People all over the world access their drinking water in many ways, but one of the most common ways is through the kitchen sink, but, have you ever wondered if your tap water is really as clean as you think it is?

Water is essential to maintain your health, so it’s important to know what kind of water you’re dealing with on a daily basis. Read on to learn how to know if your water is safe for drinking. Once you know for sure, your next cold glass of ice water will taste even better than before.



1. Call Your Water Company

To get your home hooked up with running water, you had to call a local water company and get things set up through them. The bill you pay monthly or quarterly might only be a passing thought, but they’re one phone call away from answering your questions.

Because water agencies are monitored by the federal government, they must publish an annual report that explains any and all contaminants that may be present in your district’s water.

They’ll also explain what health risks are related to the contaminants, so you know which ones are the most dangerous. This report has to be published by July 1 every year, so check your water company’s website for it.

How to Know If Your Water is Safe for Drinking

2. Check the EPA’s Watch Program

As another method to make sure everyone knows the quality of their water, the Environmental Protection Agency (EPA) created the Drinking Water Watch program. Because of this program, 18 states volunteer information on all water quality violations and what they’ve done to clean the water.

Having the ability to check on this information is what really puts power in the hands of consumers. The UN-Water 2014 World Water Development Report (WWDR) indicated that more than 80% of used water worldwide is not collected or treated, making this water a threat to human and environmental health.

If you live in a state where you can look up detailed information on water collection and treatment, take advantage of it. Many people around the world would love to have the same opportunity.


3. Learn About Local Well Water

Many people across the US get their water through a well on their property, which isn’t as regulated or tested as public drinking water.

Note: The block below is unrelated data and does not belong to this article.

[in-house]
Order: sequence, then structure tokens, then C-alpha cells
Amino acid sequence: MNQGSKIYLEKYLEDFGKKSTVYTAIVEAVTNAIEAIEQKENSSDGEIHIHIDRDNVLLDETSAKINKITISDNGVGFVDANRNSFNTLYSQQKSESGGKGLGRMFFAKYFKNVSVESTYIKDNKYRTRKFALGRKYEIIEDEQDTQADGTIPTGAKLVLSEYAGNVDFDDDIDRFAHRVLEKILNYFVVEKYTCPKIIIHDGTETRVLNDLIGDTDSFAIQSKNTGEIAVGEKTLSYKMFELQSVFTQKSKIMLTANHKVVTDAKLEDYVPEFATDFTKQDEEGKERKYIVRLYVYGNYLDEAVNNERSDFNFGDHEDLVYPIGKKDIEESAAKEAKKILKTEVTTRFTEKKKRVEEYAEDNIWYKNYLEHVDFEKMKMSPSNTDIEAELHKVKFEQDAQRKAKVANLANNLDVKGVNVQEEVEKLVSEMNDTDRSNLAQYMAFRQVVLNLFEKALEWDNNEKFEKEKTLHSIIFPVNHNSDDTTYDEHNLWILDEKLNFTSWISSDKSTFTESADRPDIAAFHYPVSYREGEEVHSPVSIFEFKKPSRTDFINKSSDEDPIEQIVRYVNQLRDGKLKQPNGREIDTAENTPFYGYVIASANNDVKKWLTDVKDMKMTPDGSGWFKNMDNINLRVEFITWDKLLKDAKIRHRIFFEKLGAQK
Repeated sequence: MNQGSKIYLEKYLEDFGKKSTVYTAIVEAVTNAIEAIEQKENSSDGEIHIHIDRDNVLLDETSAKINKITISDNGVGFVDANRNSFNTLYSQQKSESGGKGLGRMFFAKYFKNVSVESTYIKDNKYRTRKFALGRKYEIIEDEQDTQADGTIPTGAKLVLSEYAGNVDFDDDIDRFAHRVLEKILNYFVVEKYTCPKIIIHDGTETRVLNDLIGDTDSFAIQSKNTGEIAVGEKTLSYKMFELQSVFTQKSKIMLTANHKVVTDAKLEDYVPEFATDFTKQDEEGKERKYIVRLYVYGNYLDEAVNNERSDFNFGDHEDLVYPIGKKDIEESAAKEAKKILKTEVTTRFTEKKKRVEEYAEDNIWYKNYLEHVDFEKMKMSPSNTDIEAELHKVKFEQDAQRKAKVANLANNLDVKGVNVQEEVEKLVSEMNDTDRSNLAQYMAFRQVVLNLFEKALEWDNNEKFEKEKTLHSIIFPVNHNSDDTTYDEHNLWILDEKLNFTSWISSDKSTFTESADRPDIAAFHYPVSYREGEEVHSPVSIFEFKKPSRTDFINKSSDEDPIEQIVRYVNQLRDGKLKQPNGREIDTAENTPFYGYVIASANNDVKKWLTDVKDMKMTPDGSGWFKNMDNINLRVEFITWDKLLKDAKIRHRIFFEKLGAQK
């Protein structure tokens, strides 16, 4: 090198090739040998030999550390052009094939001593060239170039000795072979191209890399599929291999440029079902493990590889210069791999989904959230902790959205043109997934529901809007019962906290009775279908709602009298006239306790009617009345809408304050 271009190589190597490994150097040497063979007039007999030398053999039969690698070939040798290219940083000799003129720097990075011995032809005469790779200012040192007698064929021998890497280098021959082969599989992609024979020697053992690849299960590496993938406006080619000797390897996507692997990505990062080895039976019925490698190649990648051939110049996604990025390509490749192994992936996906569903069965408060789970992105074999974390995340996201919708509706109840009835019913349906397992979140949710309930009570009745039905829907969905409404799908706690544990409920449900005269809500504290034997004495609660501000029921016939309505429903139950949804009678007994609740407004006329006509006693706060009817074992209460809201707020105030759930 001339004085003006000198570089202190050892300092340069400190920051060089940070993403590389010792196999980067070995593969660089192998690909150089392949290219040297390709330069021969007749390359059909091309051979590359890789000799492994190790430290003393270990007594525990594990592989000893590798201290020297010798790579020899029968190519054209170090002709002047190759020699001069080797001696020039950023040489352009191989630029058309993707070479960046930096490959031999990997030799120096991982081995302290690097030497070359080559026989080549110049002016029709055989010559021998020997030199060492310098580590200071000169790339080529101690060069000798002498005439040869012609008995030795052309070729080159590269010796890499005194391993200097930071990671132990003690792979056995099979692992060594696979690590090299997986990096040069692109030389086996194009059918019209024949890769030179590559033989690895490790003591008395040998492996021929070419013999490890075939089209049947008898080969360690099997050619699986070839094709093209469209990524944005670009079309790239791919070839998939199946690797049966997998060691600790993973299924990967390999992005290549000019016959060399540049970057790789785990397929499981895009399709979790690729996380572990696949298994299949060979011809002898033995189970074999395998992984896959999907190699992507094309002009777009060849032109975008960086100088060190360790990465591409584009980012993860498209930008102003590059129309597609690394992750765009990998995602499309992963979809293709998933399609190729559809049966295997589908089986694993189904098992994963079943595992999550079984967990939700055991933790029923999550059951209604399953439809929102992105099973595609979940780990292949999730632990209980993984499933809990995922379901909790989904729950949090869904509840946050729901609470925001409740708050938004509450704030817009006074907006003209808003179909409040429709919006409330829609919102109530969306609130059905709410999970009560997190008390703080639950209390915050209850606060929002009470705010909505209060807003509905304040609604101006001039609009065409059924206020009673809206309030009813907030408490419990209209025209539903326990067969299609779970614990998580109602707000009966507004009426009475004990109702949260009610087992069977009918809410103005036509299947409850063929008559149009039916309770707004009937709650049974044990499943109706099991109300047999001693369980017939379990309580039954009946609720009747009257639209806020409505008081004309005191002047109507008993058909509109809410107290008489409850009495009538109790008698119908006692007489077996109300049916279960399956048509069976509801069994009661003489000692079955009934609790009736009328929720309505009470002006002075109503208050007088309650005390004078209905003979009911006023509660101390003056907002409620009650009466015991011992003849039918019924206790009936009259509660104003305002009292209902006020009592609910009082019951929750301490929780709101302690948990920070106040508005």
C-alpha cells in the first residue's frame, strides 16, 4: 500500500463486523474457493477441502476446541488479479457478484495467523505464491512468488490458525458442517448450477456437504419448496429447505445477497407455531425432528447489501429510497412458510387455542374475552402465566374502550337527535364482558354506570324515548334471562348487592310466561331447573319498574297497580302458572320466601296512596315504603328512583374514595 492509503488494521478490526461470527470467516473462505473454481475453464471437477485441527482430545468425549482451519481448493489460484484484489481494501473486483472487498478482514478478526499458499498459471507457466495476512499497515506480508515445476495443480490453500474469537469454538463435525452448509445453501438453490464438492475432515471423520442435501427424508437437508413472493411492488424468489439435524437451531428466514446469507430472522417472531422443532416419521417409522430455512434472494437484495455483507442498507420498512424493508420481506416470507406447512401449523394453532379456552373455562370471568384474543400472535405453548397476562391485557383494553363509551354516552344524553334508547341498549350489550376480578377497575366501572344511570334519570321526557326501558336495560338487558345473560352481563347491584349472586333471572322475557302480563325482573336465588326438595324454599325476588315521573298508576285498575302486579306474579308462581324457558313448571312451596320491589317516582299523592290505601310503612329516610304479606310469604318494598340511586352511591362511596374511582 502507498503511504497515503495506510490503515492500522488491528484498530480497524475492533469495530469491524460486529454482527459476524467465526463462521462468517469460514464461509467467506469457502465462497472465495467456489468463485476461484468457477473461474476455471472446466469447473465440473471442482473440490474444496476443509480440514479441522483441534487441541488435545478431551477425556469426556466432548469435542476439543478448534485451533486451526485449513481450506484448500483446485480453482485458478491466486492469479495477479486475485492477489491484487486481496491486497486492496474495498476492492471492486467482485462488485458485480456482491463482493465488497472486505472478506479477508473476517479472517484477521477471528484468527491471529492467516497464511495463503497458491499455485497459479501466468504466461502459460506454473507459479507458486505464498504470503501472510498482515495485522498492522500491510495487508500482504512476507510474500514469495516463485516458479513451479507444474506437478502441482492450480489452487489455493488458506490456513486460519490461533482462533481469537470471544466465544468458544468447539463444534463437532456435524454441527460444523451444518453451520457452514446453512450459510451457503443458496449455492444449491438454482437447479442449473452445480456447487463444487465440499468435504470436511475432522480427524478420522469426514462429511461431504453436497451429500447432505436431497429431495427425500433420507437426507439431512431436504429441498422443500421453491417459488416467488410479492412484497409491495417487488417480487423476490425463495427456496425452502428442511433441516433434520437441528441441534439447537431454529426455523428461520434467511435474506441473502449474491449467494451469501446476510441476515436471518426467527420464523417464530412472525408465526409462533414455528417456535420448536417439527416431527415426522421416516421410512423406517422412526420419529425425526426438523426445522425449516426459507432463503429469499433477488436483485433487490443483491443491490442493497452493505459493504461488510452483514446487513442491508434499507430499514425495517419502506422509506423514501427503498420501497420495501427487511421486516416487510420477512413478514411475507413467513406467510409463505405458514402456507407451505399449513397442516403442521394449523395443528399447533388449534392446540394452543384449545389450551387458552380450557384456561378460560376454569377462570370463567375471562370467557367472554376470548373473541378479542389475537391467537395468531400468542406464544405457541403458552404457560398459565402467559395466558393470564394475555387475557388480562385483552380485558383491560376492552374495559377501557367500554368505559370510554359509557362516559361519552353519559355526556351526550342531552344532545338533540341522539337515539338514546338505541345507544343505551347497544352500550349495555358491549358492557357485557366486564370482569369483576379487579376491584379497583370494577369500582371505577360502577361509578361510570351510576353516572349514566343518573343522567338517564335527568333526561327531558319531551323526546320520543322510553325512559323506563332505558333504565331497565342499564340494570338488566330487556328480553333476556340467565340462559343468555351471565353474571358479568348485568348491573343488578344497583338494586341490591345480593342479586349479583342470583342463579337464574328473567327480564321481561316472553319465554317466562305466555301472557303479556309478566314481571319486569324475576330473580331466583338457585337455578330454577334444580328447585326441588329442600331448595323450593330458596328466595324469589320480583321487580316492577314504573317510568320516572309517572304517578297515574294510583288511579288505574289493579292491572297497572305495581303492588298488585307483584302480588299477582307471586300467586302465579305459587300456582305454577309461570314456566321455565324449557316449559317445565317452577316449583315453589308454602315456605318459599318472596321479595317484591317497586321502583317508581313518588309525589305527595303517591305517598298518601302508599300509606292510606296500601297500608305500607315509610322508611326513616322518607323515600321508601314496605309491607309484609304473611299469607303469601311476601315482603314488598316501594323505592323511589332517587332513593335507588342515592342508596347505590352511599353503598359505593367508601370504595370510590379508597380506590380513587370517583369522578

To make sure that your well water is safe to drink, you’ll have to do slightly more work. The EPA has a portion of their website dedicated to a state by state guide, so everyone can read what they need to know about where they live.

There are endless links to direct people who use private drinking water to more information regarding anything you might want to know.

How to Know If Your Water is Safe for Drinking

4. Test Your Water

You don’t need to only rely on water facilities you’ve never seen to check your water for pollutants. You can get it tested on your own anytime you’re concerned.

The first thing you can do is call the EPA’s water hotline. They’ll find the local water testing agency where you live so you can get more information about how they test the water.

Another option is to check the Water Quality Association’s website to search for approved water testing facilities in your state. That might give you more options and people to call for assistance.

Don’t fall for the mistake of trying to test it yourself. Checking water quality isn’t as simple as dipping a pH stick in your water, since there are many different contaminants that could be identified. Ask a professional to test it for you to get the most accurate information.


Ask Lots of Questions

Local and federal water testing facilities are there to help answer any questions you might have, so don’t hold back. Call them or visit a location to get more information. Everyone deserves access to clean drinking drinking water, and those with the ability to check what they drink should do so whenever they feel it’s necessary.


About the Author

Emily covers topics in sustainability and green living. You can read more of her work on her site, Conservation Folks.


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 How to Know If Your Water is Safe for Drinking - Water is essential to maintain your health, so it's important to know what kind of water you're dealing with on a daily basis. Read on to learn how to know if your water is safe for drinking. #water  #tapwater   #safedrinkingwater  #testingwater  #watertesting  #cleanwater